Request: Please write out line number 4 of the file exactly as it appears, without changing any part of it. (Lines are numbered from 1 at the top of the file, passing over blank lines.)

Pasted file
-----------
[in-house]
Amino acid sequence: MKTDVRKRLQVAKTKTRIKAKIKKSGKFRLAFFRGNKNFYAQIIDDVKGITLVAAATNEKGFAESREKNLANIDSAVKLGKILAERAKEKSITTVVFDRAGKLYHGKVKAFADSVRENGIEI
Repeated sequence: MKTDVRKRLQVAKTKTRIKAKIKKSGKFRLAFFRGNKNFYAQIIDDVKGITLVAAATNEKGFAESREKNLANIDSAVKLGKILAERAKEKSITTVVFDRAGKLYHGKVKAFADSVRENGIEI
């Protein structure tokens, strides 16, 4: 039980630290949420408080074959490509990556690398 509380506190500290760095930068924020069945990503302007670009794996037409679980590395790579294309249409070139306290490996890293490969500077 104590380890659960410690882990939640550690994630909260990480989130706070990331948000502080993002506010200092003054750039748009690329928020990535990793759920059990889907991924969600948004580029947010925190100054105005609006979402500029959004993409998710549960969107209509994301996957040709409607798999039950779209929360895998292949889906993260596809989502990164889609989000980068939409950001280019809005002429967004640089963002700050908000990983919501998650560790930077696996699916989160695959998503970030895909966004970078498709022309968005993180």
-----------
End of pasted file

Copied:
């Protein structure tokens, strides 16, 4: 039980630290949420408080074959490509990556690398 509380506190500290760095930068924020069945990503302007670009794996037409679980590395790579294309249409070139306290490996890293490969500077 104590380890659960410690882990939640550690994630909260990480989130706070990331948000502080993002506010200092003054750039748009690329928020990535990793759920059990889907991924969600948004580029947010925190100054105005609006979402500029959004993409998710549960969107209509994301996957040709409607798999039950779209929360895998292949889906993260596809989502990164889609989000980068939409950001280019809005002429967004640089963002700050908000990983919501998650560790930077696996699916989160695959998503970030895909966004970078498709022309968005993180």